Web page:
https://www.bbc.com/news/science-environment-47672736


Did you even read the article? The proposal is to study this via an
orbital radar system. There's no suggestion of a surface lander.


How utterly...dull.
  #5  
Old March 24th 19, 01:57 AM posted to sci.astro.amateur
RichA[_6_]
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Posts: 1,076
Default Venus probes. Even really possible?

On Saturday, 23 March 2019 13:38:16 UTC-4, Vladimir Rodionov wrote:
On Sunday, March 24, 2019 at 12:33:18 AM UTC+8, Chris L Peterson wrote:
On Sat, 23 Mar 2019 09:23:10 -0700 (PDT), RichA
wrote:

If they intend to do seismology, they'll need a probe that can do it and withstand the conditions on the planet for a period of time. Is it even possible? Wouldn't another basic observational probe be a good idea? It's been 40 years or so since the Russians landed one on the surface and took pictures.

https://www.bbc.com/news/science-environment-47672736


Did you even read the article? The proposal is to study this via an
orbital radar system. There's no suggestion of a surface lander.


There is another proposed Venus mission that includes a lander
https://en.wikipedia.org/wiki/Venera-D


That's encouraging. Meanwhile, what's left of NASA can keep begging Russia or Space-X to launch people to the worthless ISS or launch more satellites to study "Earth's weather."
  #6  
Old March 24th 19, 02:05 AM posted to sci.astro.amateur
Chris L Peterson
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Posts: 10,007
Default Venus probes. Even really possible?

On Sat, 23 Mar 2019 17:54:57 -0700 (PDT), RichA
wrote:

On Saturday, 23 March 2019 12:33:18 UTC-4, Chris L Peterson wrote:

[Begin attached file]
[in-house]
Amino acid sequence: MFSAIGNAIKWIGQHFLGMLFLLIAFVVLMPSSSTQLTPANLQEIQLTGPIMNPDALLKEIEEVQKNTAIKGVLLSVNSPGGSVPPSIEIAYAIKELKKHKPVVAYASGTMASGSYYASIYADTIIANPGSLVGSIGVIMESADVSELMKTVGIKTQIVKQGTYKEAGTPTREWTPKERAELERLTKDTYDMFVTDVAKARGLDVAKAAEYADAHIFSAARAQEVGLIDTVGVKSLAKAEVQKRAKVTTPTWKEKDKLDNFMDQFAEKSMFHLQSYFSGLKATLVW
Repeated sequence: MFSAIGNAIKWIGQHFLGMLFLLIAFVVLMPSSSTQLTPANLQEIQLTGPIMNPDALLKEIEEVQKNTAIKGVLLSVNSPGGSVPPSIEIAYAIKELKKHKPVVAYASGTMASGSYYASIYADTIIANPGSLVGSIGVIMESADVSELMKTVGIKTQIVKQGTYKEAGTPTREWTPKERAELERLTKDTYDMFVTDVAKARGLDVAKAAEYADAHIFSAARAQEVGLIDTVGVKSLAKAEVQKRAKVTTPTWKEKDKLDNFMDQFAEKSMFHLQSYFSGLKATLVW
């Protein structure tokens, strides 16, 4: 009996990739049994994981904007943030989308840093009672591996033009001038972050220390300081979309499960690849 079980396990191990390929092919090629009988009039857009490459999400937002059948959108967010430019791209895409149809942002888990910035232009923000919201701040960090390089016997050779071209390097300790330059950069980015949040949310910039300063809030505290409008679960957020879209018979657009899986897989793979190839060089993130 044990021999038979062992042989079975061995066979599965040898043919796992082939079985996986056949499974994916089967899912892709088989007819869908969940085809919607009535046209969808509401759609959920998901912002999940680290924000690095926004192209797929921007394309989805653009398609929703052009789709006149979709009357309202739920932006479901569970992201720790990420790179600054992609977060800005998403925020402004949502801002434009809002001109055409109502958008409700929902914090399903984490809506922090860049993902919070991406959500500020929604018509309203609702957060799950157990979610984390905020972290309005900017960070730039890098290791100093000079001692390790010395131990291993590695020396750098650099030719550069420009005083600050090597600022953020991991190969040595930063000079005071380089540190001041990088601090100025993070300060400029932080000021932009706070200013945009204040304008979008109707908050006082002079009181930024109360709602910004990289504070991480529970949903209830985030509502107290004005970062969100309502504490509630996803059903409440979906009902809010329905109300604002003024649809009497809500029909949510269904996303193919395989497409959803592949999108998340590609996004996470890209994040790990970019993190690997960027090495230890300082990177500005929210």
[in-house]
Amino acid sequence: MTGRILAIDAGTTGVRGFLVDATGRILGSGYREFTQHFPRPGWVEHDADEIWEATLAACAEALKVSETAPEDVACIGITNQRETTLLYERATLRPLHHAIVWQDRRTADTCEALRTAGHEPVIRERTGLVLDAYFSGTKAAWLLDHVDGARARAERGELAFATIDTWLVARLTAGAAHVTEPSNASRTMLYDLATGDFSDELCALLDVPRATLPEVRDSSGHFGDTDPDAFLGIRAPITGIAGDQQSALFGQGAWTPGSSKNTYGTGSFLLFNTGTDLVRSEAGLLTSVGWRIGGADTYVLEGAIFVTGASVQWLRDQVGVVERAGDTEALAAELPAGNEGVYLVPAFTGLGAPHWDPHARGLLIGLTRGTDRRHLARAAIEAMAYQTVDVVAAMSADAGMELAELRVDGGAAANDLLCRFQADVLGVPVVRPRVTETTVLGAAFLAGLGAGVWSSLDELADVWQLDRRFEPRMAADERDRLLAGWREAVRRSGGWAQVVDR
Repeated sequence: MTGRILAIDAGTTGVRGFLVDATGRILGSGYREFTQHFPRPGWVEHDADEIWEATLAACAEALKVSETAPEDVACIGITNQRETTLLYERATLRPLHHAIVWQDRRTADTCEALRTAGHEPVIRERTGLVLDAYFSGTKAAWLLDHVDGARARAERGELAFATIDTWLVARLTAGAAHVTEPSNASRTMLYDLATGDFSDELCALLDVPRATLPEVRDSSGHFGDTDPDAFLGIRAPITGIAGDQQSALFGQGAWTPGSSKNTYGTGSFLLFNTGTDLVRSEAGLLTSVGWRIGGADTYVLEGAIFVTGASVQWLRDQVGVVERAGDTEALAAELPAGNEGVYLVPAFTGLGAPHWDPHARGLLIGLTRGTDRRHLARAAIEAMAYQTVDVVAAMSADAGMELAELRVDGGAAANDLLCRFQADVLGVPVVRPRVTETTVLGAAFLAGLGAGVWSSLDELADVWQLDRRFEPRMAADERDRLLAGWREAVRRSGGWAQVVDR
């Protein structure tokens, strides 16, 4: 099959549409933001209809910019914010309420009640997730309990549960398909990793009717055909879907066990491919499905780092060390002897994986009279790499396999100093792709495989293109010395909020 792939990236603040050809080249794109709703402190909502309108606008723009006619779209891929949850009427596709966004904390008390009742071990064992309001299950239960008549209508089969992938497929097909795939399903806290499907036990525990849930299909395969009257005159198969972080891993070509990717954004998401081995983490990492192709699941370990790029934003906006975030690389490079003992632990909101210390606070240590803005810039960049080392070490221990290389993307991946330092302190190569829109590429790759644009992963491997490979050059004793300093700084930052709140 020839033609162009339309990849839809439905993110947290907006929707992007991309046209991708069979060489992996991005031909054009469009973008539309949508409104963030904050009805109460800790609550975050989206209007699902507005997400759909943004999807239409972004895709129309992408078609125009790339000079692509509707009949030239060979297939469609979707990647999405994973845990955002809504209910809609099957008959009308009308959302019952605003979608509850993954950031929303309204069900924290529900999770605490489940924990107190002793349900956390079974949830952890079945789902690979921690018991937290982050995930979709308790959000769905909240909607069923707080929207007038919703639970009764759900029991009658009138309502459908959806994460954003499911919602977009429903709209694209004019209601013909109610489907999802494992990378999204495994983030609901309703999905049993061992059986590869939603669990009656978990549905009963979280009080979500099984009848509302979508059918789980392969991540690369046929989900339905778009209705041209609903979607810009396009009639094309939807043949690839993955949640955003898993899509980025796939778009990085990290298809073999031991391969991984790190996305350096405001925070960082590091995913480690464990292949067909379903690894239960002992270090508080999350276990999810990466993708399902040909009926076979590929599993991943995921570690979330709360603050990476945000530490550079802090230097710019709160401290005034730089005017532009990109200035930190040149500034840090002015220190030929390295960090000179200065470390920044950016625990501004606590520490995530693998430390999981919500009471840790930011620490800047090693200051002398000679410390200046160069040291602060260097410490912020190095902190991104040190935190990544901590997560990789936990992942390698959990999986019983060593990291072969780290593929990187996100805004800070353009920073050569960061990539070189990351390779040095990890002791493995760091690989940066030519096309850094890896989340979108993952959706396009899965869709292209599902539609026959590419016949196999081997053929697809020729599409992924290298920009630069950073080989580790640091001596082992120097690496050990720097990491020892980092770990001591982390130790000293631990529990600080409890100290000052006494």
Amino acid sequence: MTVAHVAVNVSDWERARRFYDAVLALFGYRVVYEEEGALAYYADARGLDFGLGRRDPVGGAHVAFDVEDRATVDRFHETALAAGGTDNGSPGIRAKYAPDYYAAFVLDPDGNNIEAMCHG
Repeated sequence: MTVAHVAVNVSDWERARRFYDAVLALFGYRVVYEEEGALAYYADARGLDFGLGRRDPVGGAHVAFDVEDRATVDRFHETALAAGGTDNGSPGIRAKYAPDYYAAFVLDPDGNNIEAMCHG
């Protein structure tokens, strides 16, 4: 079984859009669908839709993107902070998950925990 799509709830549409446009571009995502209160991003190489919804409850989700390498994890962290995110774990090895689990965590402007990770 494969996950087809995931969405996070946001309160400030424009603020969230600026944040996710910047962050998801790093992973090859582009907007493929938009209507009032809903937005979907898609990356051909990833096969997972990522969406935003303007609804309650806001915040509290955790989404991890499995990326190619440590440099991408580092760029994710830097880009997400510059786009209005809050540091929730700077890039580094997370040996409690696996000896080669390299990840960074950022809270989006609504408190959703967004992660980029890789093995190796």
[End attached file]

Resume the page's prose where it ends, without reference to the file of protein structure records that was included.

On Sat, 23 Mar 2019 09:23:10 -0700 (PDT), RichA
wrote:

If they intend to do seismology, they'll need a probe that can do it and withstand the conditions on the planet for a period of time. Is it even possible? Wouldn't another basic observational probe be a good idea? It's been 40 years or so since the Russians landed one on the surface and took pictures.

https://www.bbc.com/news/science-environment-47672736


Did you even read the article? The proposal is to study this via an
orbital radar system. There's no suggestion of a surface lander.


How utterly...dull.


Except that an orbiter will return vastly more information about
Venus's tectonics than any lander we can build.
  #7  
Old March 24th 19, 07:11 AM posted to sci.astro.amateur
Ninapenda Jibini
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Posts: 31
Default Venus probes. Even really possible?

RichA wrote in
:

If they intend to do seismology, they'll need a probe that can
do it and withstand the conditions on the planet for a period of
time. Is it even possible?


Depends on which New Horizons missions get funded.

https://www.sciencemag.org/news/2017...omputer-chips-
scientists-are-ready-return-hell-venus

https://tinyurl.com/y53nyjn7

The longest test so far has been 33 days without any problems under